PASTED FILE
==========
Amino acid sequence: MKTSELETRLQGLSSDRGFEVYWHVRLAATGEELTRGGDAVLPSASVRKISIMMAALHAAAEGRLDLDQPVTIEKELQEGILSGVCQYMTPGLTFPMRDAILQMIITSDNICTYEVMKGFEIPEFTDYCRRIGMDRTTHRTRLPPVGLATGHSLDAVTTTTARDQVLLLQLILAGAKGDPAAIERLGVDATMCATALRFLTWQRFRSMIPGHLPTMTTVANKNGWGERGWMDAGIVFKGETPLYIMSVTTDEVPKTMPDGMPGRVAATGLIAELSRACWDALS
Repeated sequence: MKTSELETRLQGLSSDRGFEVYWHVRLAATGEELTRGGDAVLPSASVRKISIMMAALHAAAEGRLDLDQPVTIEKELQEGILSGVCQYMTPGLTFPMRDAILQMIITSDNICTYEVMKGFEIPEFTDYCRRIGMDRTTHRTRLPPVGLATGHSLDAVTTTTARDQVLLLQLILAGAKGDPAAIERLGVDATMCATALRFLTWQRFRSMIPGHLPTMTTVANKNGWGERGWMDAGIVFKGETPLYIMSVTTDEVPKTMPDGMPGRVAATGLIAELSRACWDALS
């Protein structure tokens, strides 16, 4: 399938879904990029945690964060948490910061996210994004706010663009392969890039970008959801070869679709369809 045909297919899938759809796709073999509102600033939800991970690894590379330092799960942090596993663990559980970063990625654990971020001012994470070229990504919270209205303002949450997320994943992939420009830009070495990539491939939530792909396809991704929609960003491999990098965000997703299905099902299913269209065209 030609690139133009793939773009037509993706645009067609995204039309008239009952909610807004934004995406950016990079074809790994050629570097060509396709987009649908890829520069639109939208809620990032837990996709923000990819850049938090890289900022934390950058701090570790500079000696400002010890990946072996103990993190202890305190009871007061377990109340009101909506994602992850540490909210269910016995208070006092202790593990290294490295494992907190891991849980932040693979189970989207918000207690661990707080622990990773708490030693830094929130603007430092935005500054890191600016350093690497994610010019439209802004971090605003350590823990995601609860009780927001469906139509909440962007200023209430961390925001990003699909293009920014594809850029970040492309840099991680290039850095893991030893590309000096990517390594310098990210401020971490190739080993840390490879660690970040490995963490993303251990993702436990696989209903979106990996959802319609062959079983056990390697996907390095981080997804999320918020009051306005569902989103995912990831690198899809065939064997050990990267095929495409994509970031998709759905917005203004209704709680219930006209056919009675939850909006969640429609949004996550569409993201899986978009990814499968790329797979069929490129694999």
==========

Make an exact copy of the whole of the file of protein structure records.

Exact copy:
Amino acid sequence: MKTSELETRLQGLSSDRGFEVYWHVRLAATGEELTRGGDAVLPSASVRKISIMMAALHAAAEGRLDLDQPVTIEKELQEGILSGVCQYMTPGLTFPMRDAILQMIITSDNICTYEVMKGFEIPEFTDYCRRIGMDRTTHRTRLPPVGLATGHSLDAVTTTTARDQVLLLQLILAGAKGDPAAIERLGVDATMCATALRFLTWQRFRSMIPGHLPTMTTVANKNGWGERGWMDAGIVFKGETPLYIMSVTTDEVPKTMPDGMPGRVAATGLIAELSRACWDALS
Repeated sequence: MKTSELETRLQGLSSDRGFEVYWHVRLAATGEELTRGGDAVLPSASVRKISIMMAALHAAAEGRLDLDQPVTIEKELQEGILSGVCQYMTPGLTFPMRDAILQMIITSDNICTYEVMKGFEIPEFTDYCRRIGMDRTTHRTRLPPVGLATGHSLDAVTTTTARDQVLLLQLILAGAKGDPAAIERLGVDATMCATALRFLTWQRFRSMIPGHLPTMTTVANKNGWGERGWMDAGIVFKGETPLYIMSVTTDEVPKTMPDGMPGRVAATGLIAELSRACWDALS
């Protein structure tokens, strides 16, 4: 399938879904990029945690964060948490910061996210994004706010663009392969890039970008959801070869679709369809 045909297919899938759809796709073999509102600033939800991970690894590379330092799960942090596993663990559980970063990625654990971020001012994470070229990504919270209205303002949450997320994943992939420009830009070495990539491939939530792909396809991704929609960003491999990098965000997703299905099902299913269209065209 030609690139133009793939773009037509993706645009067609995204039309008239009952909610807004934004995406950016990079074809790994050629570097060509396709987009649908890829520069639109939208809620990032837990996709923000990819850049938090890289900022934390950058701090570790500079000696400002010890990946072996103990993190202890305190009871007061377990109340009101909506994602992850540490909210269910016995208070006092202790593990290294490295494992907190891991849980932040693979189970989207918000207690661990707080622990990773708490030693830094929130603007430092935005500054890191600016350093690497994610010019439209802004971090605003350590823990995601609860009780927001469906139509909440962007200023209430961390925001990003699909293009920014594809850029970040492309840099991680290039850095893991030893590309000096990517390594310098990210401020971490190739080993840390490879660690970040490995963490993303251990993702436990696989209903979106990996959802319609062959079983056990390697996907390095981080997804999320918020009051306005569902989103995912990831690198899809065939064997050990990267095929495409994509970031998709759905917005203004209704709680219930006209056919009675939850909006969640429609949004996550569409993201899986978009990814499968790329797979069929490129694999």